Last week I read a story of how affluent Venezuelans are arming themselves, fearful that the poor from the barrios will spill into their comfortable enclaves and dispossess them of their comforts. Indeed, much of what I read of Venezuela is presented from the standpoint of those at the top: the business leaders, the owners of the media, the leaders of labor unions (whose unions receive funding from the US.)
But there's another story, untold, of the nameless, faceless poor of Venezuela, who live in squalor. These are the people the comfortable have taken to arming themselves against. We don't hear from them, or of how widespread poverty exists alongside incredible oil wealth, and why this is so.
And there's much else we hear too little of: Of ordinary Zimbabweans, and how their hopes for land reform have been dashed by a London that is trying to resurrect the idea of colonialism. Instead, we hear of Mugabe, and white farmers, the latter of whom we're led to believe run small, single-family farms, that grow produce for domestic consumption. They are operators of vast farms, that employ hundreds, and produce cash crops for export.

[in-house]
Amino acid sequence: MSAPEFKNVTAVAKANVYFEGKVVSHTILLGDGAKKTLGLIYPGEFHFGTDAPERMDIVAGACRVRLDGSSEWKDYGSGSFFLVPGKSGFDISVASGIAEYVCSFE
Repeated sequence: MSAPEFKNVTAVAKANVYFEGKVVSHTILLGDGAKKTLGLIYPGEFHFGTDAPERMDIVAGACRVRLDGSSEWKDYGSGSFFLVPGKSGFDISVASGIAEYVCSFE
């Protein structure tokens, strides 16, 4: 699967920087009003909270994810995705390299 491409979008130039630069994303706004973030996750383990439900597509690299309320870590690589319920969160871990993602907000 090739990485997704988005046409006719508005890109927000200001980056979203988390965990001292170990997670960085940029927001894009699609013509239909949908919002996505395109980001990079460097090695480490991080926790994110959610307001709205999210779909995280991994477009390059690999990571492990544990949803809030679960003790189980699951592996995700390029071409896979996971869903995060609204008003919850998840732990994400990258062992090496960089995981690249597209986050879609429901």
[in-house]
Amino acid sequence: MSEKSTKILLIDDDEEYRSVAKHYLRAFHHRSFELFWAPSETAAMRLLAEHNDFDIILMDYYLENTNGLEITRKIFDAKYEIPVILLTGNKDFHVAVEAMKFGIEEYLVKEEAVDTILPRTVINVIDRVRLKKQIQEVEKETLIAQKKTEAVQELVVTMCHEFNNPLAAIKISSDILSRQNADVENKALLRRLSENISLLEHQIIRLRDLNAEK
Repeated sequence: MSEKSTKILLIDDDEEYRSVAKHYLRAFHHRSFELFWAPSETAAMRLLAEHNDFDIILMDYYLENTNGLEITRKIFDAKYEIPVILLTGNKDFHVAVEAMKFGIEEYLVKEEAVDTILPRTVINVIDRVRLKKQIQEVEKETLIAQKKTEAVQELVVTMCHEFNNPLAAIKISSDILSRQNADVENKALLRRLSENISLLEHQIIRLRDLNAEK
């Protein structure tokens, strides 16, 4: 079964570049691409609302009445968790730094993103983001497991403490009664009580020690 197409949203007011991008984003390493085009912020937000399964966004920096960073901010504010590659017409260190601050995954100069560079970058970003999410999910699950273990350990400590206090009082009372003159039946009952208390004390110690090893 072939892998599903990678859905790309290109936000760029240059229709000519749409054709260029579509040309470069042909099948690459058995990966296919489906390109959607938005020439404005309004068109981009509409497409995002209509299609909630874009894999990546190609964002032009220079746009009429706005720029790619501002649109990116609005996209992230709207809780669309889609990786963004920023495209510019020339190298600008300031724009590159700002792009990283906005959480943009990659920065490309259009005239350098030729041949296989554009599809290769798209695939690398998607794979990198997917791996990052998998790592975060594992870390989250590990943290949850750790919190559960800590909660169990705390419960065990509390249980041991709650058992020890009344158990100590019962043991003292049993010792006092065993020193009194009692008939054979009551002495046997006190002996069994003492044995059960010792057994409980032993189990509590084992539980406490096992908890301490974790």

We hear too little of the lives of Palestinians, and how brutal the Israeli military occupation of Palestinian territory is. Instead, we hear of Sharon, and how he says he's willing to make painful concessions. We hear of suicide bombers and their Israeli victims, but not of what drives young men and women to detonate bombs strapped to their bodies. We're led to believe religious fanaticism and the irrational hatred of Jews is at the root of these atrocities. But it's dispossession, the encroachment of Israeli settlements on Palestinian land, the brutality of the Israeli army, Tel Aviv's intransigence, and a thousand and one daily humiliations that make people lash bombs to their chests.